The same goes for interviews – we’ve all encountered people who interview incredibly well but then struggle at the job. The opposite is true as well, as many people may interview poorly but could have been perfect with a little bit of training.

Testing can go some way towards helping with this, providing actual data on the candidates’ skills. For instance, if you’re hiring a contact center agent for a bank, it’s good to know whether your applicants have strong numerical reasoning skills.

Static tests can’t tell you everything, though, especially as they often place unrealistic conditions on the applicant. Sitting in a room with nothing but a pen and paper isn’t how most jobs work. Someone who struggles in this setting may well excel when given access to a full workplace, with the ability to use search engines, calculators, and other assistive tools.

Job simulations directly test skills that are relevant to the job, in the setting in which they’ll be used. Some of these skills and competencies aren’t something that you can easily assess in other ways. This is especially relevant when hiring contact center agents, as one of these competencies is the ability to empathize and handle difficult, emotional customers.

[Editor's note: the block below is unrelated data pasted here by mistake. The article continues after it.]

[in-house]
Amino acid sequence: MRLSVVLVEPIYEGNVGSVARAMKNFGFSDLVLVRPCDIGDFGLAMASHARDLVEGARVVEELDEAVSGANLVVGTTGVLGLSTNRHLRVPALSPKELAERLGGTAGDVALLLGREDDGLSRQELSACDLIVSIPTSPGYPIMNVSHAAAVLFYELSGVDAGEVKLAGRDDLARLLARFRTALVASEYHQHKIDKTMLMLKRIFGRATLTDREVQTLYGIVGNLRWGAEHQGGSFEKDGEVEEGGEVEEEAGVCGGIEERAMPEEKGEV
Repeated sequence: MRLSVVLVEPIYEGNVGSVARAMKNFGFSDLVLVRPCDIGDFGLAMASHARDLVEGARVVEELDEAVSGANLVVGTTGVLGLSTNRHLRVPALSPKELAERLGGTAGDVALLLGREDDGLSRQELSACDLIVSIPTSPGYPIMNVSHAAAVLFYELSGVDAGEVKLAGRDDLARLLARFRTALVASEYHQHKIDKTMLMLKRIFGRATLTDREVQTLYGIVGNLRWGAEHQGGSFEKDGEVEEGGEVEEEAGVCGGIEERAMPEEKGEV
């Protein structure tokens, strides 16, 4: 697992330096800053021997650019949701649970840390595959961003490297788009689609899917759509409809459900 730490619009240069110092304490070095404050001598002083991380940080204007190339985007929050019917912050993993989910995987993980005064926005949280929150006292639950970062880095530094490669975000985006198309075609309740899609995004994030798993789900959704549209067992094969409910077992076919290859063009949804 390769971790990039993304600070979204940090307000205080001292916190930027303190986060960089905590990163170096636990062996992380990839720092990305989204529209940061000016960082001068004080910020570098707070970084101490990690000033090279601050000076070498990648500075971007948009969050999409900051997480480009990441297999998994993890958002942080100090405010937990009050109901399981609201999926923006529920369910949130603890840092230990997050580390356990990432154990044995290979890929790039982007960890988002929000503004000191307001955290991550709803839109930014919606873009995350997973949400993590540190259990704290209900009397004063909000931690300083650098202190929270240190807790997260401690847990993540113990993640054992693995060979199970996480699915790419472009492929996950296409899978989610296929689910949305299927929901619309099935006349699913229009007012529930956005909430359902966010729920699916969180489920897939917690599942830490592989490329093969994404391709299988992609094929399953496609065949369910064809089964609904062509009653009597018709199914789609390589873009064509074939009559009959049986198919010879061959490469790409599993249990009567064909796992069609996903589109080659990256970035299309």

You can customize your work simulations to focus on the aspects you deem most valuable. With contact centers, you might be looking for people with a natural aptitude for strong customer service. This is quite hard to test for in a traditional application process, but very easy to judge through job simulations.

Job simulations provide data on the skills you consider relevant for the job itself, and they allow you to test those skills in a realistic setting, rather than relying on awkward roleplays where an interviewer pretends to be an angry customer or a pen-and-paper test with no context. That means you can see how the candidate responds to the job itself – providing you the best insight into their capabilities.

Chat Module Harver

A live chat assessment simulation helps you get insights into candidates’ behavior and make more consistent hiring decisions based on data.

2. Deeper insights

As well as testing for specific job-relevant skills, simulations allow you to gain deeper insights into candidates than you would otherwise be able to. We’ve touched on this above, but it goes beyond skill tests. Job simulations also allow you to consider your applicants’ personality, how they respond to stress, and whether they’ll fit with the team.

Let’s imagine two candidates, both applying for an inbound-only contact center agent role relating to a mobile app. Candidate A has a degree in English, has been working in an outbound call center focused on e-commerce mobile marketing and came across as well-prepared and charming in their interview. Candidate B has no degree, has been working in a retail store with no online presence, and came across as shy and awkward in the interview. Normally, you’d be inclined to hire A.